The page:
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Healthier schools: Goodbye candy and greasy snacks
Question of the Day
WASHINGTON (AP) - Goodbye candy bars and sugary cookies. Hello baked chips and diet sodas.
The government for the first time is proposing broad new standards to make sure all foods sold in schools are more healthful, a change that would ban the sale of almost all candy, high-calorie sports drinks and greasy foods on campus.
Under new rules the Department of Agriculture proposed Friday, school vending machines would start selling water, lower-calorie sports drinks, diet sodas and baked chips instead. Lunchrooms that now sell fatty “a la carte” items like mozzarella sticks and nachos would have to switch to healthier pizzas, low-fat hamburgers, fruit cups and yogurt.
The rules, required under a child nutrition law passed by Congress in 2010, are part of the government’s effort to combat childhood obesity. While many schools already have made improvements in their lunch menus and vending machine choices, others still are selling high-fat, high-calorie foods.
Under the proposal, the Agriculture Department would set fat, calorie, sugar and sodium limits on almost all foods sold in schools. Current standards already regulate the nutritional content of school breakfasts and lunches that are subsidized by the federal government, but most lunch rooms also have “a la carte” lines that sell other foods. And food sold through vending machines and in other ways outside the lunchroom has not been federally regulated.
“Parents and teachers work hard to instill healthy eating habits in our kids, and these efforts should be supported when kids walk through the schoolhouse door,” said Agriculture Secretary Tom Vilsack.
Most snacks sold in school would have to have less than 200 calories. Elementary and middle schools could sell only water, low-fat milk or 100 percent fruit or vegetable juice. High schools could sell some sports drinks, diet sodas and iced teas, but the calories would be limited. Drinks would be limited to 12-ounce portions in middle schools, and 8-ounce portions in elementary schools.
The standards will cover vending machines, the “a la carte” lunch lines, snack bars and any other foods regularly sold around school. They would not apply to in-school fundraisers or bake sales, though states have the power to regulate them. The new guidelines also would not apply to after-school concessions at school games or theater events, goodies brought from home for classroom celebrations, or anything students bring for their own personal consumption.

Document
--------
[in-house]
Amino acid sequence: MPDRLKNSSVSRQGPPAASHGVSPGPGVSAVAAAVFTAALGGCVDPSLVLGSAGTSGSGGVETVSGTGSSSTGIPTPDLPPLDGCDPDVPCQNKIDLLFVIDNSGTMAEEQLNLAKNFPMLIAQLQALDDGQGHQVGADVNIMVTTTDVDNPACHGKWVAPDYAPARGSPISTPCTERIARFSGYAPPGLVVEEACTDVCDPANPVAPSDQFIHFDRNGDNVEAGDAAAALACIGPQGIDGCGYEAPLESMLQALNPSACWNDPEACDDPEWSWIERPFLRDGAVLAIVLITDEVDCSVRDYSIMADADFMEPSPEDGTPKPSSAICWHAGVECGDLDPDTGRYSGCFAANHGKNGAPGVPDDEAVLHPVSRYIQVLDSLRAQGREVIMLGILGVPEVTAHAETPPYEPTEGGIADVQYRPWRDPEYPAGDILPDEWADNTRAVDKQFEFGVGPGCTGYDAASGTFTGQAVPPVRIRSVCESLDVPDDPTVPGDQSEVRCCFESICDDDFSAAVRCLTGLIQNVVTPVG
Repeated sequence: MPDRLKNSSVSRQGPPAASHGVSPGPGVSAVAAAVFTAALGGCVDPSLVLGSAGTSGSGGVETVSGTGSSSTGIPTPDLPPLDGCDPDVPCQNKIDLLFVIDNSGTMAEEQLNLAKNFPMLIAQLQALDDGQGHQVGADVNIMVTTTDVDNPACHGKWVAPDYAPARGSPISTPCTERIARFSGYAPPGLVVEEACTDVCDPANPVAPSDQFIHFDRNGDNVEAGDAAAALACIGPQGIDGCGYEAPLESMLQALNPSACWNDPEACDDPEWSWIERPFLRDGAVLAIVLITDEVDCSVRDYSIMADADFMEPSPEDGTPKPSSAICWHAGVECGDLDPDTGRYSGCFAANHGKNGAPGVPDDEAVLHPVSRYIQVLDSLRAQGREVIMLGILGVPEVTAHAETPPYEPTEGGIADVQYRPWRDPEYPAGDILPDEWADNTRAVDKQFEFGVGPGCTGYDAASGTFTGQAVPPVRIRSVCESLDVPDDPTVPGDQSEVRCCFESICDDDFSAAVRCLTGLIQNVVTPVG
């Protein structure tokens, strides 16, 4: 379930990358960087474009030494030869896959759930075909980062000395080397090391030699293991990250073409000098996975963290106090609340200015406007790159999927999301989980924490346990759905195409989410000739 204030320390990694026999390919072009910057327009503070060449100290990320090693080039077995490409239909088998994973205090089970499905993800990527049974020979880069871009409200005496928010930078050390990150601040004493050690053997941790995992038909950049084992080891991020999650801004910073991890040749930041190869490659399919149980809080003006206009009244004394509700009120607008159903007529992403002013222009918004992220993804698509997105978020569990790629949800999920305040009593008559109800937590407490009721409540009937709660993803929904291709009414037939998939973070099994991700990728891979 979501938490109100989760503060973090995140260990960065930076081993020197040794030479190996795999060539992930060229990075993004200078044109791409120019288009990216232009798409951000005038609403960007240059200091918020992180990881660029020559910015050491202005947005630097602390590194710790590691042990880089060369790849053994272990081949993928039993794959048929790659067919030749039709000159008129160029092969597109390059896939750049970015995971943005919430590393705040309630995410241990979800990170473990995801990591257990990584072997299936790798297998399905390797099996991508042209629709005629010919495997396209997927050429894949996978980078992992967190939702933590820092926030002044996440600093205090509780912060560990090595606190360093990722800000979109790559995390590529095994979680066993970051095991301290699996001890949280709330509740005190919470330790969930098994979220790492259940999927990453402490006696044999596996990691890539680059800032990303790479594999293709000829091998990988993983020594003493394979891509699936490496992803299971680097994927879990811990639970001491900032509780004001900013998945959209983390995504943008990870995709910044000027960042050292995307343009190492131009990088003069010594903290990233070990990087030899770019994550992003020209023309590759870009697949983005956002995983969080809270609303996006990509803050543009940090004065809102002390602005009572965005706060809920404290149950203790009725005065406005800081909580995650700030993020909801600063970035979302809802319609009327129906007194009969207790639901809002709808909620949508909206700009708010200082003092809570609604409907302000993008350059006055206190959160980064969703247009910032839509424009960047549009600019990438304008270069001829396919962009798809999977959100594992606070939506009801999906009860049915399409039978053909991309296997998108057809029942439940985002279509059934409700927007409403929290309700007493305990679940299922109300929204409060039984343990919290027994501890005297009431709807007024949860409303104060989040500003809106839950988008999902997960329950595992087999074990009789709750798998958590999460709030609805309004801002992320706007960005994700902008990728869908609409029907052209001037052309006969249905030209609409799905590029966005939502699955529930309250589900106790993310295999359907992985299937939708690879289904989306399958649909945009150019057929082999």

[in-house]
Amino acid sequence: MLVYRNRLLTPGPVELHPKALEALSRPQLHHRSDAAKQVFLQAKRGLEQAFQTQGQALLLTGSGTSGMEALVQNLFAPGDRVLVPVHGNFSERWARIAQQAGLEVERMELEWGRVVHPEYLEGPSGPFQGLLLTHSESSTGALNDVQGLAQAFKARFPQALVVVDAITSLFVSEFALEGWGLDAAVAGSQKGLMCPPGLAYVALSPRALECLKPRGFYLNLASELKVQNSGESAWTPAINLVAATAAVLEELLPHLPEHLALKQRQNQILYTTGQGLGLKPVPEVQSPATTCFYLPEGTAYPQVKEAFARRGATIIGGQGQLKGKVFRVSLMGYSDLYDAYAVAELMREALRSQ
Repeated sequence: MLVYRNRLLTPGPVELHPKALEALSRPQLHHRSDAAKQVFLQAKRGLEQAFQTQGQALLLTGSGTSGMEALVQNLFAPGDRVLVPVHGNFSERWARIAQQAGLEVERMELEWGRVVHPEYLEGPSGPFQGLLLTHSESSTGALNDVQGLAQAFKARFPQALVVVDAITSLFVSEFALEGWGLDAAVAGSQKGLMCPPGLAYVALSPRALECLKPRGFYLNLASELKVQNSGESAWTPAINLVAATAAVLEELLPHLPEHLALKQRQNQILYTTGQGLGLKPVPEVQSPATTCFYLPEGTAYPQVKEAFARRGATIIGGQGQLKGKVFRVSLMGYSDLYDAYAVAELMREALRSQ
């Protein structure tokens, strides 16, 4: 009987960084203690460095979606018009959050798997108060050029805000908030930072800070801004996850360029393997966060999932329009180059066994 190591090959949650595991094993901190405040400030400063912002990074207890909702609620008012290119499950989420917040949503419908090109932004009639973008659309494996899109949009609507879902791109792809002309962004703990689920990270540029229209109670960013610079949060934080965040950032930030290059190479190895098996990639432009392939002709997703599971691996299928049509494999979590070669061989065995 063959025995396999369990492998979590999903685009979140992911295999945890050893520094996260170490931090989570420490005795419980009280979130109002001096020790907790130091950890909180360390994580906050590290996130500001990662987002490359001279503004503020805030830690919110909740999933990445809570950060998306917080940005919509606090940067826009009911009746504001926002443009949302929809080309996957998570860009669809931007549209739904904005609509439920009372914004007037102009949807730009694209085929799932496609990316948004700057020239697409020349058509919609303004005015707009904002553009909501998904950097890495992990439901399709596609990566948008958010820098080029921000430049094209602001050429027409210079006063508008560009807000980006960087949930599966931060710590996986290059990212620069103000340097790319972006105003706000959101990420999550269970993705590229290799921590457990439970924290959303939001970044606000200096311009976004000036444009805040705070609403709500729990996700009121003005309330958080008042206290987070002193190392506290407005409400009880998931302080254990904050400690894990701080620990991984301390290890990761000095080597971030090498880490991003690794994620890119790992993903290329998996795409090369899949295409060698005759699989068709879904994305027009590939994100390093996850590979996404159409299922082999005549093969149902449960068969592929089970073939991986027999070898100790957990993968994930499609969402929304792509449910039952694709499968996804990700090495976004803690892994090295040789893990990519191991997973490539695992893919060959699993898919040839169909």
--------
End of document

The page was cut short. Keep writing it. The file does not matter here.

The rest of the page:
The new rules are the latest in a long list of changes designed to make foods served in schools more healthful and accessible. Nutritional guidelines for the subsidized lunches were revised last year and put in place last fall. The 2010 child nutrition law also provided more money for schools to serve free and reduced-cost lunches and required more meals to be served to hungry kids.
Iowa Sen. Tom Harkin, a Democrat, has been working for two decades to take junk foods out of schools. He calls the availability of unhealthful foods around campus a “loophole” that undermines the taxpayer money that helps pay for the healthier subsidized lunches.
“USDA’s proposed nutrition standards are a critical step in closing that loophole and in ensuring that our schools are places that nurture not just the minds of American children but their bodies as well,” Harkin said.
Last year’s rules faced criticism from some conservatives, including some Republicans in Congress, who said the government shouldn’t be telling kids what to eat. Mindful of that backlash, the Agriculture Department exempted in-school fundraisers from federal regulation and proposed different options for some parts of the rule, including the calorie limits for drinks in high schools, which would be limited to either 60 calories or 75 calories in a 12-ounce portion.
The department also has shown a willingness to work with schools to resolve complaints that some new requirements are hard to meet. Last year, for example, the government relaxed some limits on meats and grains in subsidized lunches after school nutritionists said they weren’t working.
Schools, the food industry, interest groups and other critics or supporters of the new proposal will have 60 days to comment and suggest changes. A final rule could be in place as soon as the 2014 school year.
Margo Wootan, a nutrition lobbyist for the Center for Science in the Public Interest, says surveys done by her organization show that most parents want changes in the lunchroom.
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